FIG. 2 illustrates the frame configuration used for signalling from the terminals to the exchange and vice versa via the terminal junction points. By dx is denoted the information in the D channel transmitted from a terminal to the junction point, and DX the corresponding information which is forwarded from the junction point to the exchange. In the same way, DR denotes information transmitted from exchange to junction point and to the terminal over the D channel respectively. B1X, B2X and B1R, B2R, respectively, denote information transmitted via an established connection and having no importance from the inventive aspect. Two 64 kbits/s channels, for example, are used for the latter information, while a 16 kbits/s channel is used for the data packet information.
According to the invention, there is a further channel of, e.g. a 16 kbits/s which is added to the information sent from the exchange to the junction point when this information is forwarded from the junction point to the terminal. In this outband channel there is sent back the information DX which the terminal junction point 2 sends to the exchange. The outband channel of course implies a requirement of increased capacity in the transmission between junction point and terminals, but this is of less importance, since the lines in a subscriber installation are relatively short, the transmission capacity thus not being a limiting factor. The cost caused by an increase of the channel capacity between junction point and terminals is substantially less than the advantage achieved by the setting up method.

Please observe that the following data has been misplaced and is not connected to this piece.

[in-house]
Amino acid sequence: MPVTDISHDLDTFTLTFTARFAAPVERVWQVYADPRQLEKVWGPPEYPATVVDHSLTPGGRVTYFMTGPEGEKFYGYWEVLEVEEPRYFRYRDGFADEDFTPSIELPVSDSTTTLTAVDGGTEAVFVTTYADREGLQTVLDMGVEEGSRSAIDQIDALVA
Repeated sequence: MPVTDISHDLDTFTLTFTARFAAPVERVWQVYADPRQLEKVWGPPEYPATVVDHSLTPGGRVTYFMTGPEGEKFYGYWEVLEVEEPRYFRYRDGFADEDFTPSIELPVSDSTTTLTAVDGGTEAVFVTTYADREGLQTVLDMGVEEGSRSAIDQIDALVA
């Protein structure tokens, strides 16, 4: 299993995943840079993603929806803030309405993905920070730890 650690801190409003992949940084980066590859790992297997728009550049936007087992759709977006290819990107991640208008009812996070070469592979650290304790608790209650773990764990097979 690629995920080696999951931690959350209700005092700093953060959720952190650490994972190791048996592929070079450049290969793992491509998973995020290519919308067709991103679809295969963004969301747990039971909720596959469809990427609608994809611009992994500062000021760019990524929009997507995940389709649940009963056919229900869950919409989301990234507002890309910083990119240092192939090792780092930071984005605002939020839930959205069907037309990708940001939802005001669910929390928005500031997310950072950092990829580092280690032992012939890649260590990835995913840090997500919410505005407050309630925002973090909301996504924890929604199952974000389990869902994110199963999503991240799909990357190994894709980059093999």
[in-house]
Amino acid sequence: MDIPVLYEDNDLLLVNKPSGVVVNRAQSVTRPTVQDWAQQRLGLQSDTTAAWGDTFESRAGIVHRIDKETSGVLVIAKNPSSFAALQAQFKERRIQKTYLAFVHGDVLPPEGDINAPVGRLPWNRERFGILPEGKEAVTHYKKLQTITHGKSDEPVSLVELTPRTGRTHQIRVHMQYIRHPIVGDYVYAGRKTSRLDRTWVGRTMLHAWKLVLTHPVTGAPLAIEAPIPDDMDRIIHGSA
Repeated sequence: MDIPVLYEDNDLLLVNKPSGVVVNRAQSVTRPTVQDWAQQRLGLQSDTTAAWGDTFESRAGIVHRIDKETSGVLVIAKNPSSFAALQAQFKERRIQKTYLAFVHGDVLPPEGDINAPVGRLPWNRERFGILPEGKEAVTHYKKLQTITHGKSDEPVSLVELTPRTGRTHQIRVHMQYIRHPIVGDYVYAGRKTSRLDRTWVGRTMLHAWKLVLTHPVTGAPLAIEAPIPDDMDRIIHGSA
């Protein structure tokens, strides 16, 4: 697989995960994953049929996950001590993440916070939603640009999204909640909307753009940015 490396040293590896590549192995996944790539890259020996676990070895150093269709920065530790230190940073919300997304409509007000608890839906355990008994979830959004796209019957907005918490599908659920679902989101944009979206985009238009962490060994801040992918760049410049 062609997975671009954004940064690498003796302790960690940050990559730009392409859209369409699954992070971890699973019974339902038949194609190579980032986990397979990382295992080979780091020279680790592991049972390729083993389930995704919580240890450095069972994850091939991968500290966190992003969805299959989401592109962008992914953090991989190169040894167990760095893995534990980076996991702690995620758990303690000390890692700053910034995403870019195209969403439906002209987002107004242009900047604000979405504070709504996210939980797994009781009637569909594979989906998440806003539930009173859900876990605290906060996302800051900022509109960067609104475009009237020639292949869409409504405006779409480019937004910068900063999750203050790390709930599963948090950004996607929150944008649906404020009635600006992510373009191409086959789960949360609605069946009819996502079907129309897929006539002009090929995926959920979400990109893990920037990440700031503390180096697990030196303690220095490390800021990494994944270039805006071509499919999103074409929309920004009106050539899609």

FIG. 3 illustrates a terminal junction point 2 for use in terminals connected in a bus structure. A receiver 6 receives signals from the terminals, and via a demultiplexor 7 forwards these to a multiplexor 8, directly in the case of BX-type signals and via directing means 9 in the case of dx-type signals. For communication with the exchange there is a transmitter 10 and a receiver 11, and for communication with the terminals there is a transmitter 12. A sensing circuit 13 senses whether any signal of the dx-type is present in the information received from the terminals. Should there be no such signal, the directing means 9 is not affected, maintaining instead its idle state in which it connects a flag register 14 to the line going to the exchange. As soon as a dx-type signal occurs, the directing means 9 is reset by a control signal from the sensing circuit 13, whereby the signal received from the terminal is fed to the line going to the exchange. Accordingly, as long as there is no dx-type signal present, a flag signal is fed both to the terminals and the exchange to form padding information indicating that no information transmission over the channel occurs. The flag signal can be of the form 01111110 or 11111111, so that there is no danger for mixing together with data signals, since the normal data information is supposed to be of the type having at most five successive "ones". Registers 15, 16 store the signals obtained from the terminals and from the exchange, respectively, before these are fed to the terminals by a multiplexor 17. In this case the multiplexor has a bit rate which, apart from the normal channels of 16,64 and 64 kbits/s, can carry a further channel of 16 kbits/s, i.e. it has a bit rate of at least 160 kbits/s.